Twig Adventures

AT Day 14: Lightning Flashes

Saturday August 7th, 2021, 0540-1930
South Arm Road to Speck Pond Shelter, SOBO AT mm 271.8
25 miles
10377 gain, 8393 loss

Today was nearly a killer but I survived. It might well have been the biggest day elevation-wise that I’ve ever done. Everyday I think it can’t get much harder and then it does…but much of this is my doing by trying to push the miles. The day started with some condensation on my tent, putting on still-wet clothes, and a brazen little squirrel scolding me for being in its territory. I call them cone-chuckers because they’ll hurl pine cones at you…pure evil in a tiny package. I squirted this one with my water bottle to drive it off and it just got more irate. So I left it in my dust.

For breakfast, I ate a mountain, then another and another. I started to loose count of them all. Moody Mtn went up 1000 feet, only to come all the way back down 1500′ into another valley, with no views at the top whatsoever…this is a common theme on the AT. I was soaked with sweat by this first climb, so my clothes never really dried all day. It was so hot that I laid down in a stream before beginning another big climb. I busied myself with counting people …over 80 again today. It’s the weekend after all but it’s interesting that there were so few the day before.

There were also tons of toads, frogs, and even a few snakes in the trail. I saw 2 snakes the day before. All are harmless. The toads make me laugh because sometimes I find them trying to scramble over a rock and they remind me of how I feel climbing rock slabs to get up these mountains.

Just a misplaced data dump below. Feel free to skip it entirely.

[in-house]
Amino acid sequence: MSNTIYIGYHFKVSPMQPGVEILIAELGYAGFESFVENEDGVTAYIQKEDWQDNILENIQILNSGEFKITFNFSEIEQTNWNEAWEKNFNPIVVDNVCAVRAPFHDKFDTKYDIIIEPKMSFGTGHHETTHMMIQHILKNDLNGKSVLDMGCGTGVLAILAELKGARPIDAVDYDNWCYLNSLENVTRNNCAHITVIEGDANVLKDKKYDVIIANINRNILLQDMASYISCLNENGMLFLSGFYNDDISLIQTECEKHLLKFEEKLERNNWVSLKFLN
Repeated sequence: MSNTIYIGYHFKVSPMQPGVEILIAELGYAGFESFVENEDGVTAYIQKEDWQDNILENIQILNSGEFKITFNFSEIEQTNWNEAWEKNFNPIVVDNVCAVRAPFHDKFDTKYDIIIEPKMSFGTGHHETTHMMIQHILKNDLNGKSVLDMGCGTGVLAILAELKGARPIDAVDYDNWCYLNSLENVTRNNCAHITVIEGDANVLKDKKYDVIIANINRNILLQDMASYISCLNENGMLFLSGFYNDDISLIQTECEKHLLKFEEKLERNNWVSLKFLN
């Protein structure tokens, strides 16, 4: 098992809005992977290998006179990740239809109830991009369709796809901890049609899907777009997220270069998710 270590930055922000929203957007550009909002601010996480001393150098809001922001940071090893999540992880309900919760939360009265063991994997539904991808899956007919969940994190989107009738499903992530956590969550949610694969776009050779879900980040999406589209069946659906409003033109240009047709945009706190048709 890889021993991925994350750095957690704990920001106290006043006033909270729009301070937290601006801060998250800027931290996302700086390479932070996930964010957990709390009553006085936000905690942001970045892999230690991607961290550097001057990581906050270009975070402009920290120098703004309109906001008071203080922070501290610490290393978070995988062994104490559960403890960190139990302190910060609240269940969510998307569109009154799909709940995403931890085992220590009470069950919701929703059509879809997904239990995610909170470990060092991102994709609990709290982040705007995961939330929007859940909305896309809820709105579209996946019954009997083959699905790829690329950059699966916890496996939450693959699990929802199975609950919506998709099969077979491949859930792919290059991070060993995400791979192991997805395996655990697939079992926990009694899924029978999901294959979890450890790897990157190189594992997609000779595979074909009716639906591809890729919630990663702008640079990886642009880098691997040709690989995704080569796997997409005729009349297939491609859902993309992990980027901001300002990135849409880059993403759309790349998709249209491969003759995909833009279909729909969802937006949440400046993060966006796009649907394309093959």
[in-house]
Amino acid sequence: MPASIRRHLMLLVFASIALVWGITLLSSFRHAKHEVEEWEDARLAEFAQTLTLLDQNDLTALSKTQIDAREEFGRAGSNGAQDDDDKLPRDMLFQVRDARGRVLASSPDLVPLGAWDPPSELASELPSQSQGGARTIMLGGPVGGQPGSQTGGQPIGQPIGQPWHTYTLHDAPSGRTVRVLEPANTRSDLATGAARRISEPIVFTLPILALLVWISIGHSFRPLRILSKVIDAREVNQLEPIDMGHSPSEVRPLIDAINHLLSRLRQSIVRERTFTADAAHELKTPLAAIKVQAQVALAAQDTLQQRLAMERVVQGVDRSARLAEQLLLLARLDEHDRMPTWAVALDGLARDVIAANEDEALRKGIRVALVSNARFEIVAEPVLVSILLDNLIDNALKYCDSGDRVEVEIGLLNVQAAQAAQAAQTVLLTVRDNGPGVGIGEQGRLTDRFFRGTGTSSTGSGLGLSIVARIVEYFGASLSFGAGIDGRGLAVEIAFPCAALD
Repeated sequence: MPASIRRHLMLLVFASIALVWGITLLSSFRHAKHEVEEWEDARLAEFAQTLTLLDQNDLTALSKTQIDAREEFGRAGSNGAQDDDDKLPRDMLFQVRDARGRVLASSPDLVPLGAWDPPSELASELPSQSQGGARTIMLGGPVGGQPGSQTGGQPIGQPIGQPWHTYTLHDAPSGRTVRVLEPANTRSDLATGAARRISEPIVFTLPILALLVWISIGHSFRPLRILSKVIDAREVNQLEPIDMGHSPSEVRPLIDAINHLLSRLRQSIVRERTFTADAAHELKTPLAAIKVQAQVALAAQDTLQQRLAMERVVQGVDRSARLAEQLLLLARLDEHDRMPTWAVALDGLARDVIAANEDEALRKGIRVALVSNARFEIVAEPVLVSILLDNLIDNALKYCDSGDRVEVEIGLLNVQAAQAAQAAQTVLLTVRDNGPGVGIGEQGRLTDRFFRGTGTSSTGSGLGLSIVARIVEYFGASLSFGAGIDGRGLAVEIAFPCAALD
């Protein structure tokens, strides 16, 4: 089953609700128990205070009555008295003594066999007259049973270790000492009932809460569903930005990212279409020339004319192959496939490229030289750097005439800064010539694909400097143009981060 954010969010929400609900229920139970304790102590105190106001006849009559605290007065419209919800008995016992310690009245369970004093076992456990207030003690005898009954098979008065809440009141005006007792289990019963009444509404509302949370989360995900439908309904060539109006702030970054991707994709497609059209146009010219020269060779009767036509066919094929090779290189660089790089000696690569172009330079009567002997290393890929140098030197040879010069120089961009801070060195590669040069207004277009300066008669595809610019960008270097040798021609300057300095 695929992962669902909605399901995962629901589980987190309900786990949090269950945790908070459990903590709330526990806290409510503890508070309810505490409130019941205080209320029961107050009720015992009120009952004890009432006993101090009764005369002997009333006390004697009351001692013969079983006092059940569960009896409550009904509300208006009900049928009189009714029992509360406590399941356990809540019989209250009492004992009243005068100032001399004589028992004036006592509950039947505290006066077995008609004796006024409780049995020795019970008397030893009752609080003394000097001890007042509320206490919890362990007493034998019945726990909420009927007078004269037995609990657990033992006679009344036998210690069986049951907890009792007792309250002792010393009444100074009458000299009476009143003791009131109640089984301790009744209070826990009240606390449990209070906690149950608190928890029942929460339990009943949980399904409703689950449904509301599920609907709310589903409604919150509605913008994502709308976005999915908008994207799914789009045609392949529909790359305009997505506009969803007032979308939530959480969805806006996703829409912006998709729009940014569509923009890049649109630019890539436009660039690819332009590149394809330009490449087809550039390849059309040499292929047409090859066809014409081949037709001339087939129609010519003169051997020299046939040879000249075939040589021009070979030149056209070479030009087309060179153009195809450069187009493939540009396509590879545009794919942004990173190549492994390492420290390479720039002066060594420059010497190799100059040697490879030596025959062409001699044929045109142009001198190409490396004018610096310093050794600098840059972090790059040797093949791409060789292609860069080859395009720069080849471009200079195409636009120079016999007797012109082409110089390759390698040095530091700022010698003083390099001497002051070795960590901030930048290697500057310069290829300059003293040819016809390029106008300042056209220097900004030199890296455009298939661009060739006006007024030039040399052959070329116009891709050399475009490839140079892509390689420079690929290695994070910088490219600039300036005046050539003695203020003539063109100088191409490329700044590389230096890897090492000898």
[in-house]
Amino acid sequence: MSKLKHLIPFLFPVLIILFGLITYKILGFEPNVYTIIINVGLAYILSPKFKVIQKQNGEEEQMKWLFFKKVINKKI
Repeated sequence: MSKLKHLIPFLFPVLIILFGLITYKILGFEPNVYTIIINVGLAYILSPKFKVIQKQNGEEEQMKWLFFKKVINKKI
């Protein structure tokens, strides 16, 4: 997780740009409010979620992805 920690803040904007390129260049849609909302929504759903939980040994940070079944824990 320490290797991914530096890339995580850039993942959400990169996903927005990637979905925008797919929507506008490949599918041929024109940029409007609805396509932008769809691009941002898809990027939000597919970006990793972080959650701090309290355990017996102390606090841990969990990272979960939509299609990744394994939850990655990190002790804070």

The trail was pretty nice and even cruisey in a few places today, following along a broad ridge towards the Baldpate mts. It was so great to experience some smooth, open tread for a change. I passed one SOBO, Mike, and then met another, Gas Tank, when I stopped at a shelter for lunch. It was his second time hiking the AT, both times going south. I’ve met a lot of repeaters and I wonder why they just don’t walk one of the other long trails? The only one I feel fairly certain of walking again is the PCT. The way these past few days had been, I really wouldn’t want to hike southern Maine ever again. It’s just too hard on the joints, with all the jarring rock and boulder scrambling, especially the descents. I’m sure that months later, while re-reading this, I’ll already be yearning to do it again.